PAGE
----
11. Various "if" statements in the pseudo code have two colons at the end of the line, while others have only one colon. I'm assuming that the double-colons are typos and not indicative of some subtle behavioral change.

12. The preemptsTransition function is confusing. It is used in exactly one spot in the code, passing the variables "(t2, t)". However, the signature of the function is written with swapped parameters, "(t1, t2)". But then, the body of the function uses the variables "t" and "t2". Not only is this broken, but it casts serious doubt on which transition is supposed to preempt the other. Please clarify this via email and fix the spec.

13. I find the Type1/Type2/Type3 confusing for transitions. First, <transition> elements already have a "type" attribute that is unrelated; a better term (Category?) should be used. Secondly, the prose descriptions for both Type 2 and Type 3 do not seem rigorous. What is a "transition within a single child of <parallel>"? A transition that is in a state that is the sole child of a parallel? A single transition that is a direct child of a <parallel> node? Please revisit the preemptsTransition description and pseudo-code to make this subtle area for bugs robust and clear.

14. Section C.2.1 shows invalid SCXML in the example; not only is the <scxml> element missing the xmlns, but the "CEO" element has incorrectly escaped the XML attribute values.

15. Example G.3 includes (excerpted heavily) the markup: <state id="engine"><transition target="off"/><state id="off">…</state></state>. It would appear that every step of evaluation an engine that is in state "engine" should transition to "off"; as this is a substate of "engine", this is an endless loop. (In my likely-flawed implementation it certainly results in an infinite loop as the machine never gets to "stable=true".) Is this transition intended to be wrapped in an <initial> element instead? Or have I misunderstood and mis-implemented how the intepreter should handle such a situation?

16. I could not discern what should occur for a machine whose content is a single <scxml> element with no state children. While so trivial as to be almost useless (except for unit tests that are testing the datamodel), this appears to be a legal state machine. However, given that this <scxml> element lacks an initial attribute or element (it s an atomic state, after all), the pseudo-code for interpret: "executeTransitionContent([doc.initial.transition] enterStates([doc.initial.transition])" is in error (there is no doc.initial). Guarding against this prevents the <scxml> state from ever being entered into the configuration, leaving the state machine in a null state.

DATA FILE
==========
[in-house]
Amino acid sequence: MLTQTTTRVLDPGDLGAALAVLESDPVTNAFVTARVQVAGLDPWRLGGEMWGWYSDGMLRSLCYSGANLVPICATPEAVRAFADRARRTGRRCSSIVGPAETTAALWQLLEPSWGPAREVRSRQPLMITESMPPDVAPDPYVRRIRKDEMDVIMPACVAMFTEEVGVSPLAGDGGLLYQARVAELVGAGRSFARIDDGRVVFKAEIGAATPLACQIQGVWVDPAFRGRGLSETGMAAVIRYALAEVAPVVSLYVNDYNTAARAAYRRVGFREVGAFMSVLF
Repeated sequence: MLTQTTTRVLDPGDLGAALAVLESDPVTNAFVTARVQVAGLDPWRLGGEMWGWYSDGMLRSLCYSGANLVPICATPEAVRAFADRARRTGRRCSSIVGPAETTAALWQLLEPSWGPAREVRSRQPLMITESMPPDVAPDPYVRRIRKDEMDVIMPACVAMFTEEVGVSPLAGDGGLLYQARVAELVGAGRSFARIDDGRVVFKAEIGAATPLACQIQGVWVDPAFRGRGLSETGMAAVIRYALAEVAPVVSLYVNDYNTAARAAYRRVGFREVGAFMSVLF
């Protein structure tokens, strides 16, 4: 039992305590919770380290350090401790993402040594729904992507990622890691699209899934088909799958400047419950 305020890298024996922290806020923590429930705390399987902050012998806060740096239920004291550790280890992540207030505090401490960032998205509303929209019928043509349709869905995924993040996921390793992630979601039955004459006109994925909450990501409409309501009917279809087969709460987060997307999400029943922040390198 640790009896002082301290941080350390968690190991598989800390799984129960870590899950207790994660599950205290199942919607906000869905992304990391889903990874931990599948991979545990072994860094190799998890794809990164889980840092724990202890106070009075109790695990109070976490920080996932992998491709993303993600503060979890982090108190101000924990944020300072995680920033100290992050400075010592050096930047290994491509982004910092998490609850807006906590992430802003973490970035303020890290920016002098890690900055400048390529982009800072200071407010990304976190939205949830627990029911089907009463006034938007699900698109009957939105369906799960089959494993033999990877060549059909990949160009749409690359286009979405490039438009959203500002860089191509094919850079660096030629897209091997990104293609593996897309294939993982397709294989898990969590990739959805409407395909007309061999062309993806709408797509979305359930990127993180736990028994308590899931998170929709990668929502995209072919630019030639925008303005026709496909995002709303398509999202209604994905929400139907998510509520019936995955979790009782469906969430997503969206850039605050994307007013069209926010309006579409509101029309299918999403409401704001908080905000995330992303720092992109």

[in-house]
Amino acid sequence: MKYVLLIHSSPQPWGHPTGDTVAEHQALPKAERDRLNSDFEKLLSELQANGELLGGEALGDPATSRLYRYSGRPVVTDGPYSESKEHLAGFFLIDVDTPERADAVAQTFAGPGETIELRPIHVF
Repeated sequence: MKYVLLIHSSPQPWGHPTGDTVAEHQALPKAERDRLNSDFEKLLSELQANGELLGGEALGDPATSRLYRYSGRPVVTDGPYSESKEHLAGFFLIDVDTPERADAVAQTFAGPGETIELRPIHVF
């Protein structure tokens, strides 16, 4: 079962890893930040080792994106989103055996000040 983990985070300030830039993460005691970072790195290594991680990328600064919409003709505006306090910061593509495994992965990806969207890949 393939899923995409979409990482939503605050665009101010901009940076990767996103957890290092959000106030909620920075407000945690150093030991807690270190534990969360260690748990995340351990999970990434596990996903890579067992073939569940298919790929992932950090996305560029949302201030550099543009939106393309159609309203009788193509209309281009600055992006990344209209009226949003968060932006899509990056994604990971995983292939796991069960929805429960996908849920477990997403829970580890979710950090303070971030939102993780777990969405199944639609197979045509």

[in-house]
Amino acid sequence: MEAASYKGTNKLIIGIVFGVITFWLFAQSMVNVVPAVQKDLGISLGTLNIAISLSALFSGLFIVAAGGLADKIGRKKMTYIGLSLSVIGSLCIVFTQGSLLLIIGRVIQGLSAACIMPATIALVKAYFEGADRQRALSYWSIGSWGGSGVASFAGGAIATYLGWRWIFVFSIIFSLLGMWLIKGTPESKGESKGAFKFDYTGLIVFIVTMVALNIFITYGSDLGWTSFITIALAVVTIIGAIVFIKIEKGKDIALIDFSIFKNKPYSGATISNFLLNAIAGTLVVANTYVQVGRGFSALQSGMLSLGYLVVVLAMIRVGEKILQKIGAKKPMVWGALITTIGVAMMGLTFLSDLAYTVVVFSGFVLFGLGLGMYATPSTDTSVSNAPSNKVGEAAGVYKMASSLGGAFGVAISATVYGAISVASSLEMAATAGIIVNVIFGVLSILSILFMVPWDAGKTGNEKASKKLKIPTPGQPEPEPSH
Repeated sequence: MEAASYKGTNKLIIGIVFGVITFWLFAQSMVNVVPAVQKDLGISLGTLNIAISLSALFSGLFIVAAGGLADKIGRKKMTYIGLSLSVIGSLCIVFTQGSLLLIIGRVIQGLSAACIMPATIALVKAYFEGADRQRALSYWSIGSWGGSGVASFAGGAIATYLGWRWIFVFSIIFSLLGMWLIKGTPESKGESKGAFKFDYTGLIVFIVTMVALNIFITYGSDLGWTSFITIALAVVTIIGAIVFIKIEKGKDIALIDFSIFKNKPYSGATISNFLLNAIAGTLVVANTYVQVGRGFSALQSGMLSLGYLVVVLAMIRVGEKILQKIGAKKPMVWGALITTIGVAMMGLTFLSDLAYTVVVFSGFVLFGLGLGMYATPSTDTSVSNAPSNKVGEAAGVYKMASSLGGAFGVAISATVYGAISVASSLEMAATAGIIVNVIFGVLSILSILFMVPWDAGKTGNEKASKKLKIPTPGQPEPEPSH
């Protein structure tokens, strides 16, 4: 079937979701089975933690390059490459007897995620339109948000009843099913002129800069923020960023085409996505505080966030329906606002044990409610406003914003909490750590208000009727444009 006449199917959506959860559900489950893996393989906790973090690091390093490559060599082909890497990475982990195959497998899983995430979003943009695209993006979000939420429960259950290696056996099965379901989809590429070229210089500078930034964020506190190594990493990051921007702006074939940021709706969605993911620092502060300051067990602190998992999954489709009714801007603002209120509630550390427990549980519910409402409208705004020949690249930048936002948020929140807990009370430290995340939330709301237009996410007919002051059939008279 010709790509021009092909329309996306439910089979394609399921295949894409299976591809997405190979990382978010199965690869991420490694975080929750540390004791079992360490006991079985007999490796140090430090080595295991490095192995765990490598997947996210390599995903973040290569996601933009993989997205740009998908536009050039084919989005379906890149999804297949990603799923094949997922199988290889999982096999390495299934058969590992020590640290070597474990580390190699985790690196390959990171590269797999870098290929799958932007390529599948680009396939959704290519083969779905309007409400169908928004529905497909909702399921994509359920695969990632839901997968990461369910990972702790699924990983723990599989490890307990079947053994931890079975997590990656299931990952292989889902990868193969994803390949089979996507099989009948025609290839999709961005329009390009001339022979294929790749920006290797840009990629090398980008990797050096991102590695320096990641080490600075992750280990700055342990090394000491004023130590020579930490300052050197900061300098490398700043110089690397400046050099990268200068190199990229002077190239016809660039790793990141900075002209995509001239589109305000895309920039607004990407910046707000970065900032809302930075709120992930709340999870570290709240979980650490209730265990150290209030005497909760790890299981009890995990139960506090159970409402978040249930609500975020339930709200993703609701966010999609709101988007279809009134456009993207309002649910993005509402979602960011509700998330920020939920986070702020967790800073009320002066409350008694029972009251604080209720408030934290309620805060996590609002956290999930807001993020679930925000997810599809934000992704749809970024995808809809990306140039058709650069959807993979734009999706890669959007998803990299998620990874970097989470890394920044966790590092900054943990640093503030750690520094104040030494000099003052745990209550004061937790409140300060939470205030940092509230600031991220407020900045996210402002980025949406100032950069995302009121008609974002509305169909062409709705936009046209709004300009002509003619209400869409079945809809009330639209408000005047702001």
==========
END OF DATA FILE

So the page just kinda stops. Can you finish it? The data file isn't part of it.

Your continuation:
17. In general, I strongly echo the request for a set of SCXML examples, example event input and the configurations and log output that should come from each. These would ideally range from the simple to (eventually) tests that exercise all aspects of the interpretation algorithm. But do not let the "perfect" be the enemy of the "good": any examples (and their expected behavior in the presence of a series of events) would be a boon.

The current situation is a large set of interconnected rules described over (and cross-linked throughout) 20+ pages coupled with normative pseudo-code that can't actually be run and that has bugs that would prevent it from compiling/parsing if it were real code. Making the pseudo-code robust would be a nice step. Providing a normative reference implementation that can actually run (in ECMAScript, perhaps?) would be even better.


To cap off all the complaining and mistakes, I'd like to thank everyone who has worked on this standard. By and large it is well-written and helpful. As one who writes standards and specifications for his job often, I appreciate that while mistakes and bugs will happen, a considerable amount of passionate effort appears to have been applied over the years. :)

--
Gavin Kistner
Product Designer
NVIDIA, Inc.
Received on Friday, 25 January 2013 14:11:36 GMT